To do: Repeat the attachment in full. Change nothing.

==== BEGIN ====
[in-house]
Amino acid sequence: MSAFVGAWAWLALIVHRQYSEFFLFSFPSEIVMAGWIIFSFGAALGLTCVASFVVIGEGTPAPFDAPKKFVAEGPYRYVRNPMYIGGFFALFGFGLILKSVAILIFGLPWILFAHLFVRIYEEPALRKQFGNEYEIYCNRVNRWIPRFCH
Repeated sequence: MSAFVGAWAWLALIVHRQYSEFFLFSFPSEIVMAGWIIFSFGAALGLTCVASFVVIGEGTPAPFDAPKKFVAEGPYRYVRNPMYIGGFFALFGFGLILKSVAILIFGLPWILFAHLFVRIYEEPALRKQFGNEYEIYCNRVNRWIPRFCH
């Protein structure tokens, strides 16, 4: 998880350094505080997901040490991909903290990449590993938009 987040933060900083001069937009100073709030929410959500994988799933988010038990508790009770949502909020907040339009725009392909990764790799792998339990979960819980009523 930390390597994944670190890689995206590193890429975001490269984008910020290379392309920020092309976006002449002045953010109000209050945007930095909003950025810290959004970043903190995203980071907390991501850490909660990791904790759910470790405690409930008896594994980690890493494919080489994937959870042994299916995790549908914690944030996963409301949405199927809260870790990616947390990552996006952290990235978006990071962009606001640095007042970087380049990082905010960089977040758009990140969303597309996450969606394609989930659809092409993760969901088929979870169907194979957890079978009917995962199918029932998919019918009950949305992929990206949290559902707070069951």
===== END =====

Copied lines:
[in-house]
Amino acid sequence: MSAFVGAWAWLALIVHRQYSEFFLFSFPSEIVMAGWIIFSFGAALGLTCVASFVVIGEGTPAPFDAPKKFVAEGPYRYVRNPMYIGGFFALFGFGLILKSVAILIFGLPWILFAHLFVRIYEEPALRKQFGNEYEIYCNRVNRWIPRFCH
Repeated sequence: MSAFVGAWAWLALIVHRQYSEFFLFSFPSEIVMAGWIIFSFGAALGLTCVASFVVIGEGTPAPFDAPKKFVAEGPYRYVRNPMYIGGFFALFGFGLILKSVAILIFGLPWILFAHLFVRIYEEPALRKQFGNEYEIYCNRVNRWIPRFCH
């Protein structure tokens, strides 16, 4: 998880350094505080997901040490991909903290990449590993938009 987040933060900083001069937009100073709030929410959500994988799933988010038990508790009770949502909020907040339009725009392909990764790799792998339990979960819980009523 930390390597994944670190890689995206590193890429975001490269984008910020290379392309920020092309976006002449002045953010109000209050945007930095909003950025810290959004970043903190995203980071907390991501850490909660990791904790759910470790405690409930008896594994980690890493494919080489994937959870042994299916995790549908914690944030996963409301949405199927809260870790990616947390990552996006952290990235978006990071962009606001640095007042970087380049990082905010960089977040758009990140969303597309996450969606394609989930659809092409993760969901088929979870169907194979957890079978009917995962199918029932998919019918009950949305992929990206949290559902707070069951």